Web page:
By Mario David Gamboa López*

Aguaje Robinson (a series of natural pools) is located north of Guaymas, Sonora. It is an oasis in the desert, an attraction of international caliber and still mostly unknown.

It is a part of the Sierra del Aguaje that, because of its inaccessibility, is seldom visited by residents of Guaymas, let alone people from other parts of the world. From the little that is known about the springs, it is believed that the name comes from a family named Robinson that lived in the area long ago.

These pools are connected with other natural wonders in the Sierra del Aguaje, such as the Cañón de Nacapule in neighboring San Carlos.

Looking at the larger picture, the Sierra del Aguaje is located within the mountainous chain of the western Sierra Madre, which in Sonora is known by its indigenous name Bacatete. The chain traverses the states of Sonora, Chihuahua, Sinaloa, Durango, Zacatecas, Aguascalientes, Nayarit, and Jalisco.

The flora and fauna of the Sierra del Aguaje are part of a natural order extremely important to humans, a fact that can be better appreciated after having made the four hour round-trip on foot from the parking area to the aguaje.

Desert springs have always produced oases like Aguaje Robinson although those of the Sahara Desert and the Arabian Peninsula are better known. Wherever oases are found, they nourish distinctive communities of flora and fauna.

In Latin America, springs originating from a subterranean aquifer below a plain and rising to the surface to form pools or those that flow underground after having been fed by rain, are called aguajes.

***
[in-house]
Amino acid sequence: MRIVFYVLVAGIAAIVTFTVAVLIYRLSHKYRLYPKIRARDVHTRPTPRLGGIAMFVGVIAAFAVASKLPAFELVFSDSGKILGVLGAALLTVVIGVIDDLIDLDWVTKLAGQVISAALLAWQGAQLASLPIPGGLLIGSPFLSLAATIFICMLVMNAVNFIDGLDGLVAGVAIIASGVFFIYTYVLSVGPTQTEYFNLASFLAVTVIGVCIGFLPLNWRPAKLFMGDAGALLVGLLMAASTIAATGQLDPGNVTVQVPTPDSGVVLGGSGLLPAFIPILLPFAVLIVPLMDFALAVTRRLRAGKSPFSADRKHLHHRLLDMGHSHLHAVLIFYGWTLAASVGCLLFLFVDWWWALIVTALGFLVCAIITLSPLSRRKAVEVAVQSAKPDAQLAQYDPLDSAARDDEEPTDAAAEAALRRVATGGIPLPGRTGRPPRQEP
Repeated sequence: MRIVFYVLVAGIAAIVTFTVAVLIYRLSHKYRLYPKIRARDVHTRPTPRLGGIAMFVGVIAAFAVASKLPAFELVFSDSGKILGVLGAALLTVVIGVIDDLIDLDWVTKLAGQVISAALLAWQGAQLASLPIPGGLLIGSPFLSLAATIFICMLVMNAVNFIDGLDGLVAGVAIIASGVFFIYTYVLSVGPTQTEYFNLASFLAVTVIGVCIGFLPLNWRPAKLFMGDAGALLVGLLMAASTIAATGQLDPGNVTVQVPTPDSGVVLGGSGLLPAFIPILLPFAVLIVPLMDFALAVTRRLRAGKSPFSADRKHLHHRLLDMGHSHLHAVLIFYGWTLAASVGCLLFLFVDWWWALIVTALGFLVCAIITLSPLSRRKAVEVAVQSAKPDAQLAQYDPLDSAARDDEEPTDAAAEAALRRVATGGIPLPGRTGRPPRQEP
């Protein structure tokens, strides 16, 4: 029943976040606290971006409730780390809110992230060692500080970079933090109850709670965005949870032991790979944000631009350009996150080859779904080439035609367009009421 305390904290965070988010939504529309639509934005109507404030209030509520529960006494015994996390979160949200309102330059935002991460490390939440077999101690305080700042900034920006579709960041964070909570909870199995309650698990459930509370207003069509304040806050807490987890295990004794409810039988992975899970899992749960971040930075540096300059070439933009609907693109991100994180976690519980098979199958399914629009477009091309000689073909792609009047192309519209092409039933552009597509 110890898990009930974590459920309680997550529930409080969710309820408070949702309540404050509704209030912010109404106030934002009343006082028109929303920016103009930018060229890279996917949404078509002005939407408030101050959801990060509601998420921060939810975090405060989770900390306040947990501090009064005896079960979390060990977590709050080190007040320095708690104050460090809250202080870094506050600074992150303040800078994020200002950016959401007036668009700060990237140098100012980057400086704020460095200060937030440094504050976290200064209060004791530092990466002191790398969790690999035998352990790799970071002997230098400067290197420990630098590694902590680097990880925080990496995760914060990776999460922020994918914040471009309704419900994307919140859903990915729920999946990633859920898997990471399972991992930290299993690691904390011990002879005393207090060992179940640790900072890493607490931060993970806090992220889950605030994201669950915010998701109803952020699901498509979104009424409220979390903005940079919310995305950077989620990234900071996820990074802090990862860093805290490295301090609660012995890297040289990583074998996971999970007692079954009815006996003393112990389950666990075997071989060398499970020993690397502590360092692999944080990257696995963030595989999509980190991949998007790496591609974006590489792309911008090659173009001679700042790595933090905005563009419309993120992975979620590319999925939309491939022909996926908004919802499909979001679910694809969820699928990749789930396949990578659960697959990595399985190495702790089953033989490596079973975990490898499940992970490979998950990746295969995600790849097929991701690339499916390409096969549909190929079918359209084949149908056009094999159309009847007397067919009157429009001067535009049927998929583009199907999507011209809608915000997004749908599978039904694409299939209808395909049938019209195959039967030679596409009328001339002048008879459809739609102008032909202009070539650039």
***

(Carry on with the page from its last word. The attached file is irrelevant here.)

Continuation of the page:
Aguaje Robinson is a perfect case study because it is located within the semi-arid Sonoran Desert.  With maximum temperatures of 117° F in July and August, and minimum temperatures on average as low as 46° F in January and February, the hot, dry climate influences the creation of the oasis, above all when it rains.

The flora is one of the things that differentiates this spring from those that exist in tropical climates. The most abundant of these plants are the palms that grow nearby. But in the Sierra del Aguaje, xerophytic plants like cacti, mesquites, ironwood, tumbleweed, creosote bush, palo verde and jojoba are also part of the local flora.

These grow along with pine, fir and oak forests in the lower parts of the Sierra. There are also mesquite forests and desert scrub like those are found in other parts of the municipality.

There has always been a high diversity of fauna found around Guaymas and neighboring areas. The animals at Aguaje Robinson include mammals such as squirrels, rats, rabbits, hares, cuyos (small rodents), deer, wild goats, mountain goats, pronghorn antelope, wild pigs, badgers, skunks, foxes, coyotes, wolves, bobcats, jaguars, onza (a type of wildcat similar to the cougar), mountain lions, and margay. Among the birds there are: snipe, larks, gannets, owls, roadrunners, thrashers, chachalaca (a type of guan), dippers, herons, harriers, sparrowhawks, falcons, sand grouse, , flycatchers, wrens and various pidgeons and turtledoves. The most common reptiles are: arboreal alligator lizards; and Mexican vine, coral and rattlesnakes.

Aguaje Robinson (and the areas that influence it) is one of Guaymas' treasure troves, where tourists and scientists can both enjoy and learn from its natural wonders.

*Student, Center for Marine Technology Studies (CETMar), No. 3
Grassroots Bulletin on Sustainable Development in Northwest Mexico
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El Aguaje Robinson
El Aguaje RobinsonWashingtonia palms are among the most noticeable plants that grow in the oasis. (Photo: Machángeles Carvajal)
El Aguaje RobinsonRain water filtering down through the mountains forms these springs. (Photo: Mario David Gamboa)
In the Sierra del Aguaje, Aguaje Robinson is rarely visited by Guaymas residents because access is difficult. (Photo: Machángeles Carvajal)
Aguaje Robinson
A Glimpse of Guaymas’ Natural Treasures

Many species of animals can be seen in the area. (Photo: Internet)
The trip from Guaymas to Aguaje Robinson takes about 2 hours by car and on foot. (Photo: Machángeles Carvajal)
El Aguaje Robinson